9. Ethical treatment. Every member of the NATIONAL ASSOCIATION of REALTORS® makes a commitment to adhere to a strict Code of Ethics, which is based on professionalism and protection of the public. As a customer of a REALTOR®, you can expect honest and ethical treatment in all transaction-related matters. It is mandatory for REALTORS® to take the Code of Ethics orientation and they are also required to complete a refresher course every four years.

Forget market timing, it's all about life timing
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'You know, you're making the biggest mistake of your life. The housing market is going to fall."

I got this great piece of advice from another journalist at the Financial Post, who has since left the newspaper, after buying my first home. Not exactly the type of thing you want to hear after taking on huge debt and making the biggest financial decision of your life.

Lucky for me, I didn't heed that advice about Toronto's red-hot real estate market -- in 1998. I'm not going to say I made a shrewd business decision 12 years ago, or even six years later when I bought a larger house.

For me, it wasn't a case of not following what turned out to be bad advice from a fellow business journalist. Nor was it about trying to time the market.

I was simply following the same pattern as most Canadians: I got married and decided to stop renting and buy something. Later came the need for a bigger home when the second kid was on the way.

Which brings us to today. The supply of housing is rising fast as people try to list their homes for sale before the market "crashes." This is happening at the same time that demand is starting to wane. Economists and even the real estate industry are all predicting a correction, the only argument being how severe it will be.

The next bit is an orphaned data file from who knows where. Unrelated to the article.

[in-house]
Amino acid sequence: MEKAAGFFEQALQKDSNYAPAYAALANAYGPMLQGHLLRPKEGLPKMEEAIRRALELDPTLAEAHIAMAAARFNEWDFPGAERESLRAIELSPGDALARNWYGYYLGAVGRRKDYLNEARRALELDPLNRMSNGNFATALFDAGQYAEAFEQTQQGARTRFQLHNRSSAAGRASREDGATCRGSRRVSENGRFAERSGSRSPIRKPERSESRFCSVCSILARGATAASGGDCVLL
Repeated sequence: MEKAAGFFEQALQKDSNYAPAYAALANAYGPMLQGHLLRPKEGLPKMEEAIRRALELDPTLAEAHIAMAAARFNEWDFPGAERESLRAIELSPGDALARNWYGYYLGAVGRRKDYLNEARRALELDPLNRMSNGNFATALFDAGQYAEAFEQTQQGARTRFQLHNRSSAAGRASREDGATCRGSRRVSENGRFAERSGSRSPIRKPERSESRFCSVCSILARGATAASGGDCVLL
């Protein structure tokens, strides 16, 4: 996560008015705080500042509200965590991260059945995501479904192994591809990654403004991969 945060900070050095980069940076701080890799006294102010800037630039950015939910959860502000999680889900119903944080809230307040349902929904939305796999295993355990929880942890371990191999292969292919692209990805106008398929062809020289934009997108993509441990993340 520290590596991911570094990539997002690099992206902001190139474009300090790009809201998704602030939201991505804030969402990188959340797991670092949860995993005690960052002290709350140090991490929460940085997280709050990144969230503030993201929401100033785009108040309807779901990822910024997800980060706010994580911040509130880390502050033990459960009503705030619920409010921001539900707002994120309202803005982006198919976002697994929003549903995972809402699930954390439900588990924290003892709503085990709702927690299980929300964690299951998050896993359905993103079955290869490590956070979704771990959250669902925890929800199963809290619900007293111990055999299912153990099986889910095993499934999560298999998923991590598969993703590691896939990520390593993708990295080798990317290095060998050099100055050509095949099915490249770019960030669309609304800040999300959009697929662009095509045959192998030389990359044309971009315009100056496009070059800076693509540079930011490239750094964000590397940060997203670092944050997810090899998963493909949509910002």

So, the question for anyone buying is, should you wait?

Don Lawby, chief executive of Century 21 Canada, thinks the strategy of waiting for a crash is not going to work during this economic cycle. "For a market to crash, you have to have people who are desperate to sell," says Mr. Lawby. "People will [only sell] if they can't afford their mortgage or they don't have a job."

He doesn't see a decline in prices, "unless you are predicting that mortgages will renew at a hefty premium, which is not the case, or a whole bunch of people are going to lose their jobs."

Mr. Lawby believes neither will happen.

And, he adds, you are really into a risky game if you are timing the market. "A house is a home. If all you are doing is looking at it as an investment --that's what happened the last 15 years--it's not just that. It's a place to live and a place to raise a family," says Mr. Lawby.

Even Benjamin Tal, a senior economist with CIBC World Markets, who last month said in a report that Canadian housing is 14% overvalued, has doubts about playing the market. But he suspects that's exactly what some Canadians will do.

"Is there a sense that prices will go down and people will wait? I think it might be an issue," says Mr. Tal. "It won't be the main reason [people don't buy], but it will happen at the margins. The fact that people sell at the peak and wait to buy is a normally functioning market."

But even if you do make the right call on housing prices, it could end up backfiring on you in other ways. For example, if interest rates rise fast enough, any gains you make on price could be erased by interest charges, says Mr. Tal.

Edmonton certified financial planner Al Nagy says you need to think of your house the way you think about any long-term investment. "Whether it's an investment for use in your retirement or a house to live in, it's a long-term thing. The timing becomes less critical than it would be if it is a speculative [investment]."

And he says making a call on the housing market is as tricky as any other investment call. "It's very rare you catch the bottom. You can't let the market dictate when it's time to buy. The time to buy is when you can afford it," says Mr. Nagy.

I'm not sure that philosophy would fly with my former colleague, but the problem with timing the market is, what if your timing is off?

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Know the lingo when purchasing a house